What kind of AGI do we want?

November 22, 2020

By Olga Afanasjeva

Interior of the Sagrada Família basilica by Antoni Gaudí in Barcelona, Spain. Photo credit: SBA73 on Flickr.

What kind of AGI do we want?

To me, this question means, what do humans value, and what do we want the world to be like in the millennia to come. What kind of universe do we want to create, and for that, do we need an AGI that is a succession of a human mind, or something qualitatively different?

Next to the notions of mathematical perfection, equilibrium, and optimality, the human mind comes across as somewhat imperfect. But the mind’s erratic nature is exactly what makes us dream and sparks our progress: we’re impulsive, curiosity-driven, looking for excitement and surprise, thrilled by our ability to discover, create and influence things in unexpected ways.

In contrast, let’s imagine a universe where everything is perfectly optimal and rational. What is an “optimal” universe? An orderly world where everything is fully predictable and perfectly balanced would be simply boring. It reminds me of a notion of the ultimate fate of the Universe where entropy has increased to the point that it’s stable and nothing new is happening. We probably don’t want an AGI which leads to the most stable, most controllable, “the safest” solution to any task.

This is of course an extreme example. What we see today is a range of approaches to AI, which naturally absorb and reflect the values (preferences, objectives) of their designers. For instance, optimization framework has been associated with economic value and performance; statistical inference – with objective knowledge and evidence; symbolic frameworks – with logic and implication. But the values per se haven’t necessarily been the conscious drive behind the design choices.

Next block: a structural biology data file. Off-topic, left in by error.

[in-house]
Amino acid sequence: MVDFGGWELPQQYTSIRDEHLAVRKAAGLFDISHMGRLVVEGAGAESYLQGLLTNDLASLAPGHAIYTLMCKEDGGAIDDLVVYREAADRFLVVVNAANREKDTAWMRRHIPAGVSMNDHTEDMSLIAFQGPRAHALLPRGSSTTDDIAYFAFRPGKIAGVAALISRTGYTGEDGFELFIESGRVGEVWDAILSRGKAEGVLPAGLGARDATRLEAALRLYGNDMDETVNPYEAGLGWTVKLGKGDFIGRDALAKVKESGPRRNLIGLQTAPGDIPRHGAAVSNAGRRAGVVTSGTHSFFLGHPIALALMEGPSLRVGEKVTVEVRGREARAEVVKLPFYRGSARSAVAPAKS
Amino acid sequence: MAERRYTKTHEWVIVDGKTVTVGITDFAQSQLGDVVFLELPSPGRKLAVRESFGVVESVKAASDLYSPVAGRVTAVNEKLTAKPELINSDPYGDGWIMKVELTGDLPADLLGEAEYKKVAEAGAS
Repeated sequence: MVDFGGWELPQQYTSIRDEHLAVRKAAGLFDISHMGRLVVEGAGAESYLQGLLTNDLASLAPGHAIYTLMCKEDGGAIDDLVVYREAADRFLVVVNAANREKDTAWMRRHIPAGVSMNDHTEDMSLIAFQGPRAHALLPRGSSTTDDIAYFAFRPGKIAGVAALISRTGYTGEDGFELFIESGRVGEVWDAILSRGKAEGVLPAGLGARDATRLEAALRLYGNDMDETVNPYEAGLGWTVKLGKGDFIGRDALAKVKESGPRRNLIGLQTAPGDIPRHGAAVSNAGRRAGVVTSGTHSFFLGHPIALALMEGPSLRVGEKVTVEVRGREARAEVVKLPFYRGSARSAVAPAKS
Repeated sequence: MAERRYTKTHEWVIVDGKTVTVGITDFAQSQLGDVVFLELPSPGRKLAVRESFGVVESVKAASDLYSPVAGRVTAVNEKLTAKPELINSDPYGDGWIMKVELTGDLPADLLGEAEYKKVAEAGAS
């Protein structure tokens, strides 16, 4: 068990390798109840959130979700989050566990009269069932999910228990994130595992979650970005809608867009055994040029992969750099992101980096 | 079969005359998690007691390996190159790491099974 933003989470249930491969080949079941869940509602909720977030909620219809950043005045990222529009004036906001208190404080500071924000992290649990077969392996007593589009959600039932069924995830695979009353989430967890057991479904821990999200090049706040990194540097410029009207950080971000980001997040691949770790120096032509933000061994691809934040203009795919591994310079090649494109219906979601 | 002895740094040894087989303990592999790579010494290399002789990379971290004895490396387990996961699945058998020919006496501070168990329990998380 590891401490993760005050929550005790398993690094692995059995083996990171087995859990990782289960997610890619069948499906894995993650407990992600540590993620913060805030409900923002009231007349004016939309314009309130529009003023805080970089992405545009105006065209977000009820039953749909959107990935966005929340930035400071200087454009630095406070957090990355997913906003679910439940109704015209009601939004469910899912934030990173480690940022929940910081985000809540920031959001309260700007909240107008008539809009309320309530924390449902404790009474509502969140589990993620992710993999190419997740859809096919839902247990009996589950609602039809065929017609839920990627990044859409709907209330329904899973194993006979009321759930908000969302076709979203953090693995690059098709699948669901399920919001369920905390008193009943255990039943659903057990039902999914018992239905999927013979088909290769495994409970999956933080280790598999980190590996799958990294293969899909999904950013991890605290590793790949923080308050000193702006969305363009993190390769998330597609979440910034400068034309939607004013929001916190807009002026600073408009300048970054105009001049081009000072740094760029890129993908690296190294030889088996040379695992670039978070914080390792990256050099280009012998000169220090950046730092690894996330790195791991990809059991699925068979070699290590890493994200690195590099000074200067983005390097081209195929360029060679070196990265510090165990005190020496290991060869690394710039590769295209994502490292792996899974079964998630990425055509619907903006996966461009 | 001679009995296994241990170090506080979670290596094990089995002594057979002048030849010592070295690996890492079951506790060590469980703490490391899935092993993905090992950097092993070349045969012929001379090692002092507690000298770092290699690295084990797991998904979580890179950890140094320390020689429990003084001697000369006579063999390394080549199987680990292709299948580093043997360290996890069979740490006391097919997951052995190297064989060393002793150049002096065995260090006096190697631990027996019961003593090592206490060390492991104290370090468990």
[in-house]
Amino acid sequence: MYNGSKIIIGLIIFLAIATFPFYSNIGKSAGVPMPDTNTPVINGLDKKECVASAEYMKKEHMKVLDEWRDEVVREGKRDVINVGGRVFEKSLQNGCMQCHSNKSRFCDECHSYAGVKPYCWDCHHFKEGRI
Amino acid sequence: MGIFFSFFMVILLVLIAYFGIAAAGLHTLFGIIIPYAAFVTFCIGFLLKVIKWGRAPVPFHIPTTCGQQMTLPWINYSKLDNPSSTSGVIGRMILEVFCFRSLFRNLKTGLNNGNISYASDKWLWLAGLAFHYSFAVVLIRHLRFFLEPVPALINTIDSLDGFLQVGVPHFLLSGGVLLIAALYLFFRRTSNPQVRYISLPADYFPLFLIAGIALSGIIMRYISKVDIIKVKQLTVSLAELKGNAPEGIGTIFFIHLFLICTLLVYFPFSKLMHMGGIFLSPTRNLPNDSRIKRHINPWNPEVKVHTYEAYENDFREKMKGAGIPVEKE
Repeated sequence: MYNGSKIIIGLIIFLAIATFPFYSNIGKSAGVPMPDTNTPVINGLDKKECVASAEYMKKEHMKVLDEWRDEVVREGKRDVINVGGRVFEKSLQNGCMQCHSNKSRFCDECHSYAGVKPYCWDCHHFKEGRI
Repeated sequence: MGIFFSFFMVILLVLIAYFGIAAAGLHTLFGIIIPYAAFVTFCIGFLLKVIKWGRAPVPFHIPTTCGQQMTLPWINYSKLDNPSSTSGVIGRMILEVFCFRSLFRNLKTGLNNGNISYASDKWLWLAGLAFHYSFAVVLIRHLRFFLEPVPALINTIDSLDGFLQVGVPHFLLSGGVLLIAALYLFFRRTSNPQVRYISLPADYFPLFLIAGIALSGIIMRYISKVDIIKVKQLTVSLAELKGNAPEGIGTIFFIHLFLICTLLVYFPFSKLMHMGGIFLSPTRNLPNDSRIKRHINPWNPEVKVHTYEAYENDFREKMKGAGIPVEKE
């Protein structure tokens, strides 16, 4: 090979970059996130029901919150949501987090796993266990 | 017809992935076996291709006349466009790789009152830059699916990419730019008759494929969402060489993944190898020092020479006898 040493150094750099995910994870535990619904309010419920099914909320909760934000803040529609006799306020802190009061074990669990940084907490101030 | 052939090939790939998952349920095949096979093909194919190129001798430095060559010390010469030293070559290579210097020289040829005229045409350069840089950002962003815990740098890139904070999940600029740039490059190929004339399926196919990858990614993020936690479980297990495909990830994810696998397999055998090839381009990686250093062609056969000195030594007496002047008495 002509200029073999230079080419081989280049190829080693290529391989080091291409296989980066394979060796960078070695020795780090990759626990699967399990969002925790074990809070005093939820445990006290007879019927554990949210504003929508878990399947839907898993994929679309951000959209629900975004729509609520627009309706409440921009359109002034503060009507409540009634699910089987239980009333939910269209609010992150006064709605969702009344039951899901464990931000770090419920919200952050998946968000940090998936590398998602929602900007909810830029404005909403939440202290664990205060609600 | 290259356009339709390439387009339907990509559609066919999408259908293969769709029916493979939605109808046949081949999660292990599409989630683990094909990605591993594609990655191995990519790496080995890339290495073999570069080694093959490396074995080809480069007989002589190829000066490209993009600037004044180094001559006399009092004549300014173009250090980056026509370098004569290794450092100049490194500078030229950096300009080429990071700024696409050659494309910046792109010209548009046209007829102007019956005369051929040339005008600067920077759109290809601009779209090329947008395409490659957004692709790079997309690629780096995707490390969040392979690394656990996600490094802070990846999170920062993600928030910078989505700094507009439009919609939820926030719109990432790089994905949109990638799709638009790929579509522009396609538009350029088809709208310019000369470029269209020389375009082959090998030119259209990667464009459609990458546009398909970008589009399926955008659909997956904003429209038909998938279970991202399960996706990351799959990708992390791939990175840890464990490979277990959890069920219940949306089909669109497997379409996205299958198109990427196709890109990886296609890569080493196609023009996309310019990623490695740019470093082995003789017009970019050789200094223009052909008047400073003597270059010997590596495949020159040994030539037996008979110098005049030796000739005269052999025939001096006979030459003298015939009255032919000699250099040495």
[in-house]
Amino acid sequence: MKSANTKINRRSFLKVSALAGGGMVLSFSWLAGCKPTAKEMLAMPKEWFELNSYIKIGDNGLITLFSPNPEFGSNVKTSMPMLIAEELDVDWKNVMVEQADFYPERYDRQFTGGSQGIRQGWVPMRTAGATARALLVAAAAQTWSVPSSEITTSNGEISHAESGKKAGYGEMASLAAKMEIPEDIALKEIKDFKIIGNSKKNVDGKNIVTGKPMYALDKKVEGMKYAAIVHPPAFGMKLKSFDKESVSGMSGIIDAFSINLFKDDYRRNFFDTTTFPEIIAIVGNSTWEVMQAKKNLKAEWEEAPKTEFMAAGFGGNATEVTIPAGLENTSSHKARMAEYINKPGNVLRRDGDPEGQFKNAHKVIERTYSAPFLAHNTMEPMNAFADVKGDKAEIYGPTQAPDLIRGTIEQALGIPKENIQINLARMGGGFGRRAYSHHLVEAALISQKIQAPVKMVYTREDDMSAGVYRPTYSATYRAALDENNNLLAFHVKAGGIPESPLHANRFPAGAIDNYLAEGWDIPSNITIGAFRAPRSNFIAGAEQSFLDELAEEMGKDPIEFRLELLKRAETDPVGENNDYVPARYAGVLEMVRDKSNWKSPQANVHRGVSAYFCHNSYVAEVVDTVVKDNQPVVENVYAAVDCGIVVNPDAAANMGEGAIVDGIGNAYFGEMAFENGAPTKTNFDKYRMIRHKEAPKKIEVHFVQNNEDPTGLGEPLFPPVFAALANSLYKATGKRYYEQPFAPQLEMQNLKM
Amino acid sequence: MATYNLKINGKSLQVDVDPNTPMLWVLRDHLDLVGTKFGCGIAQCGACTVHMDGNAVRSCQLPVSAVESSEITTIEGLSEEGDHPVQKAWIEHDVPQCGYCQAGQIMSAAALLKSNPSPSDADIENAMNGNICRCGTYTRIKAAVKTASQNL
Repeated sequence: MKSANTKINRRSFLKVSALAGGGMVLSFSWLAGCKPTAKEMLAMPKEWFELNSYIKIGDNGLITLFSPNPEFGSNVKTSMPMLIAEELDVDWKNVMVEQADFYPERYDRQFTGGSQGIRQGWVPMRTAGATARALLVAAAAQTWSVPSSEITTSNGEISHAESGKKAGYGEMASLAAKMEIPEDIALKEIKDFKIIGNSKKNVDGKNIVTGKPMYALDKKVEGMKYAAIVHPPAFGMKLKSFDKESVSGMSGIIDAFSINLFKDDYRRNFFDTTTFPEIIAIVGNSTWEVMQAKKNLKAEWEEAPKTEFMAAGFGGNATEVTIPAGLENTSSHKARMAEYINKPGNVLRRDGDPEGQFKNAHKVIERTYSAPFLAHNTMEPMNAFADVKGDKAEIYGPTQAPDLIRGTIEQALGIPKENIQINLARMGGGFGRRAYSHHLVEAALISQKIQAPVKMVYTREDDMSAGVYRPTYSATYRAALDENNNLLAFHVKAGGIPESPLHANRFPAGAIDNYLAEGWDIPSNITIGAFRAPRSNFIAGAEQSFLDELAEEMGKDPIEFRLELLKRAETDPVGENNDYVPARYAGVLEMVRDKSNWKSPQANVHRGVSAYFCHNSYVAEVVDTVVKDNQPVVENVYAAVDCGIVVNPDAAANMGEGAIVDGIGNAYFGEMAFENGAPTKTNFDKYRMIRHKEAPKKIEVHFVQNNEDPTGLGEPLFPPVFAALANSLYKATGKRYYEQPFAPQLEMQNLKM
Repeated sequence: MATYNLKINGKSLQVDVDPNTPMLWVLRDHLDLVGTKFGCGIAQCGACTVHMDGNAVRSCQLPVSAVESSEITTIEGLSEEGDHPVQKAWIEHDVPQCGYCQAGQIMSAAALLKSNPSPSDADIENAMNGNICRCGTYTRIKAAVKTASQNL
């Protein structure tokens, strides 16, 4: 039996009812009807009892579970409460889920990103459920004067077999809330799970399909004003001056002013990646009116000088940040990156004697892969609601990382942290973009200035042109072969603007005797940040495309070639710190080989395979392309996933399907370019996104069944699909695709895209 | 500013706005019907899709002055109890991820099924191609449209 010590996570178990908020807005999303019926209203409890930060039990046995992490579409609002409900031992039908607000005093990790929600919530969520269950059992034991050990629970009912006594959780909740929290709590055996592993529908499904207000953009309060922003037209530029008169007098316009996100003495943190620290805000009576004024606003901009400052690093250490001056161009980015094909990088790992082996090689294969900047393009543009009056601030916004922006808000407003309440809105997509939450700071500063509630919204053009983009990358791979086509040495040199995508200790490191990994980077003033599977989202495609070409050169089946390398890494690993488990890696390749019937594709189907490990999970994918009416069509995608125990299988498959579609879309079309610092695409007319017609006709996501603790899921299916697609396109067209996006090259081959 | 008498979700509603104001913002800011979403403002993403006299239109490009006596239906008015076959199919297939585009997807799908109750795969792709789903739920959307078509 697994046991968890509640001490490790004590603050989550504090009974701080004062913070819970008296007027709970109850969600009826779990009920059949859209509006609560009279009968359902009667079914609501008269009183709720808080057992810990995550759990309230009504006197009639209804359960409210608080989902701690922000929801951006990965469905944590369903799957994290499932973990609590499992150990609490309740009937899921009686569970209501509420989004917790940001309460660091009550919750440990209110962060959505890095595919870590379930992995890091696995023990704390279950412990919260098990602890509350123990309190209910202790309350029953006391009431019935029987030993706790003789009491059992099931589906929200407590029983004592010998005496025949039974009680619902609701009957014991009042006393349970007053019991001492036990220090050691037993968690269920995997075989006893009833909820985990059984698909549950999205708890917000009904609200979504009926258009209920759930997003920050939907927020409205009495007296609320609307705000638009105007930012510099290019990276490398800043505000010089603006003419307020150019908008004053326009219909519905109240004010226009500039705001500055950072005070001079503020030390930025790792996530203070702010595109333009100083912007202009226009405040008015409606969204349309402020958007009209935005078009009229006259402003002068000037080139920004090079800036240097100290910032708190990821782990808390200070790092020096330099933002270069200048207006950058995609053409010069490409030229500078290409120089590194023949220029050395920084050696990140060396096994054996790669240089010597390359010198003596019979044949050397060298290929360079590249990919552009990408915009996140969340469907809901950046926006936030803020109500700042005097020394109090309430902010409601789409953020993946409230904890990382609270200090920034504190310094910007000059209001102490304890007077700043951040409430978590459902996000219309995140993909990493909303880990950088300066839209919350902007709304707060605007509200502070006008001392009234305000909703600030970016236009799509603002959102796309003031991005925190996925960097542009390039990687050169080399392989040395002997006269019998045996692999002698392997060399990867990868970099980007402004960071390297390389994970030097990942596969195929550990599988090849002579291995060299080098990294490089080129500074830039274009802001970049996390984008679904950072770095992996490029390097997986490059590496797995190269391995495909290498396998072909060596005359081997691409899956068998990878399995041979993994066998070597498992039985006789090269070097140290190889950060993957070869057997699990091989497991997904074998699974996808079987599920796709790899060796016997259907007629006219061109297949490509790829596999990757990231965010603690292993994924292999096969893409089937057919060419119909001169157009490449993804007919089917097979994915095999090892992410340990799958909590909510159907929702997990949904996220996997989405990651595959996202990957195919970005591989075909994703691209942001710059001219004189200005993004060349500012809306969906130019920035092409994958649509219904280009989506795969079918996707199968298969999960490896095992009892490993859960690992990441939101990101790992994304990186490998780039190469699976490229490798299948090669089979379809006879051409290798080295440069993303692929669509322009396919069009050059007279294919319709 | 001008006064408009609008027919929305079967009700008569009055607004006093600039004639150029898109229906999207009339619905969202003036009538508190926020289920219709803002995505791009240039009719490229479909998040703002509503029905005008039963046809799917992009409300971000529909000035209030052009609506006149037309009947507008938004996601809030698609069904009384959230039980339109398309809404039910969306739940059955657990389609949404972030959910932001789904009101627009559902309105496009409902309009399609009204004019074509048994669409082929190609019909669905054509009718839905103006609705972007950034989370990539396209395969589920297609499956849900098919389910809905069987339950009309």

If we want the future advanced AI to perpetuate what we as humans value deeply: curiosity, creativity, a need to be surprised, and to marvel, then let’s proactively think about such a framework that will include these values and will allow us to instill them from the outset.

In AGI development, we can set two key metrics. The first one is, how well an agent can adapt to new tasks. The second one is, how novel and creative are agent’s behaviors*.  The second metric is much fuzzier and more challenging to measure than the first but is equally important. In order to solve a complicated problem, you need to be able to redefine it, and that’s where creativity-lacking AI would fall short.

One can also look at it as a proactive versus reactive approach. What we humans value is setting goals for ourselves, taking action, and venturing into the unknown – where a measurable task isn’t a starting point, but something we are yet to uncover. 

Naturally, we would want our future minds to inherit this virtue. I imagine an AGI that, being an extension of our own minds, will bear both features: bold problem-seeking (creativity, curiosity) and calculated problem-solving (adaptation to novel tasks). With such AGI at hand, we humans will be creating an increasingly exciting, challenging universe we can marvel at.


* Credit to scientists Kenneth Stanley and Jeff Clune who champion creativity and curiosity-driven AI. For some of our top picks on this and related topics check out the Recommended Literature section here.

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